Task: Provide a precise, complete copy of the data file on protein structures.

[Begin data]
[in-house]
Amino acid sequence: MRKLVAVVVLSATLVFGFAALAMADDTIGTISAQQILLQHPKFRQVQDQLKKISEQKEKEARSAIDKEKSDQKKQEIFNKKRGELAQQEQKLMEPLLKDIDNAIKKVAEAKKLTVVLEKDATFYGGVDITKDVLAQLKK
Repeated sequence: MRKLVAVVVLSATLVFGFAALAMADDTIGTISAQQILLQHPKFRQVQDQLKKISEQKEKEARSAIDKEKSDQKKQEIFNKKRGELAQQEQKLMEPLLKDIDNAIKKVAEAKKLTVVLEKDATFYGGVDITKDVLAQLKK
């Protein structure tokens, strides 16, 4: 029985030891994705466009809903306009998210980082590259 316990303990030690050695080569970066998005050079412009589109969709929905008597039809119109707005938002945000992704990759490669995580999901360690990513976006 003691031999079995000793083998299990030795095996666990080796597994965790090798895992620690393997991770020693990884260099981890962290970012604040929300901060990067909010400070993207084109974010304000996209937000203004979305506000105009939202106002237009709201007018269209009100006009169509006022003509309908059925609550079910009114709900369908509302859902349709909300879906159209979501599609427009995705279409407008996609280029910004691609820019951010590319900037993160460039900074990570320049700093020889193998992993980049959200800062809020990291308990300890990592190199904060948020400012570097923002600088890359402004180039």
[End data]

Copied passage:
[in-house]
Amino acid sequence: MRKLVAVVVLSATLVFGFAALAMADDTIGTISAQQILLQHPKFRQVQDQLKKISEQKEKEARSAIDKEKSDQKKQEIFNKKRGELAQQEQKLMEPLLKDIDNAIKKVAEAKKLTVVLEKDATFYGGVDITKDVLAQLKK
Repeated sequence: MRKLVAVVVLSATLVFGFAALAMADDTIGTISAQQILLQHPKFRQVQDQLKKISEQKEKEARSAIDKEKSDQKKQEIFNKKRGELAQQEQKLMEPLLKDIDNAIKKVAEAKKLTVVLEKDATFYGGVDITKDVLAQLKK
């Protein structure tokens, strides 16, 4: 029985030891994705466009809903306009998210980082590259 316990303990030690050695080569970066998005050079412009589109969709929905008597039809119109707005938002945000992704990759490669995580999901360690990513976006 003691031999079995000793083998299990030795095996666990080796597994965790090798895992620690393997991770020693990884260099981890962290970012604040929300901060990067909010400070993207084109974010304000996209937000203004979305506000105009939202106002237009709201007018269209009100006009169509006022003509309908059925609550079910009114709900369908509302859902349709909300879906159209979501599609427009995705279409407008996609280029910004691609820019951010590319900037993160460039900074990570320049700093020889193998992993980049959200800062809020990291308990300890990592190199904060948020400012570097923002600088890359402004180039």